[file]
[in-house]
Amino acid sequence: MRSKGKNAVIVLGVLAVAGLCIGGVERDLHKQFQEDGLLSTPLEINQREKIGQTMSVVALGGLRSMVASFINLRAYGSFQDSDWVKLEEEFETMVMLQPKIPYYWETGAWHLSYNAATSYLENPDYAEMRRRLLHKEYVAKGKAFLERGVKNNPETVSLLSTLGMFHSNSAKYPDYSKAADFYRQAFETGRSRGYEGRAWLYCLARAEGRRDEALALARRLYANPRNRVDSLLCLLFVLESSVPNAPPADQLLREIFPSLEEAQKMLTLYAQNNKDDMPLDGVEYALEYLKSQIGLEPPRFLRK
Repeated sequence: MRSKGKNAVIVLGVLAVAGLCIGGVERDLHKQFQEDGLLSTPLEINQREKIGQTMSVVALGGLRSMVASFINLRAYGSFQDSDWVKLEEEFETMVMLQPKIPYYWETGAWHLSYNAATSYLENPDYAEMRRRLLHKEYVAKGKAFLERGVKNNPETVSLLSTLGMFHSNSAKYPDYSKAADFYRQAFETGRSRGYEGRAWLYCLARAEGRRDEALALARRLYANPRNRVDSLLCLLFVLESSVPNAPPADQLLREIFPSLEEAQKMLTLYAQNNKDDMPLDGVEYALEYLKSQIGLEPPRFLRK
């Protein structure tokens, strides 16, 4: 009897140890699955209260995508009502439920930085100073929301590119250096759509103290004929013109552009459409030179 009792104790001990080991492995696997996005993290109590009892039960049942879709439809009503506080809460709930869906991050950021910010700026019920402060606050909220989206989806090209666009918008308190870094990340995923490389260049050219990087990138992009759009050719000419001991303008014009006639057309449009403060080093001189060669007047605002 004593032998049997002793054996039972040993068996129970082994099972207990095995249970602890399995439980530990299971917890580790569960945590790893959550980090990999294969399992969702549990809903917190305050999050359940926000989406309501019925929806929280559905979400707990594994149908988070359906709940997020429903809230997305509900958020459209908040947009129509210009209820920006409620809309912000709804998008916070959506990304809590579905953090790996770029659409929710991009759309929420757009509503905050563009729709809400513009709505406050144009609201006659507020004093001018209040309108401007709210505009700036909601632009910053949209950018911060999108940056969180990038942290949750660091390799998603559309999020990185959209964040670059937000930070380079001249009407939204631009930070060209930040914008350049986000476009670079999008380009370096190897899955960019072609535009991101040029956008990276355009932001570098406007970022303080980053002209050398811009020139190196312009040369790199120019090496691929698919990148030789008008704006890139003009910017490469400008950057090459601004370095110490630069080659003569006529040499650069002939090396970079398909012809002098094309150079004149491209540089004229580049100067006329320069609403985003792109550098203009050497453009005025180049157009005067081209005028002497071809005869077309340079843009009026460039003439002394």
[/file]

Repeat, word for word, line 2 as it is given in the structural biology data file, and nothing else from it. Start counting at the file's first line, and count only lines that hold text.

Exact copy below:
Amino acid sequence: MRSKGKNAVIVLGVLAVAGLCIGGVERDLHKQFQEDGLLSTPLEINQREKIGQTMSVVALGGLRSMVASFINLRAYGSFQDSDWVKLEEEFETMVMLQPKIPYYWETGAWHLSYNAATSYLENPDYAEMRRRLLHKEYVAKGKAFLERGVKNNPETVSLLSTLGMFHSNSAKYPDYSKAADFYRQAFETGRSRGYEGRAWLYCLARAEGRRDEALALARRLYANPRNRVDSLLCLLFVLESSVPNAPPADQLLREIFPSLEEAQKMLTLYAQNNKDDMPLDGVEYALEYLKSQIGLEPPRFLRK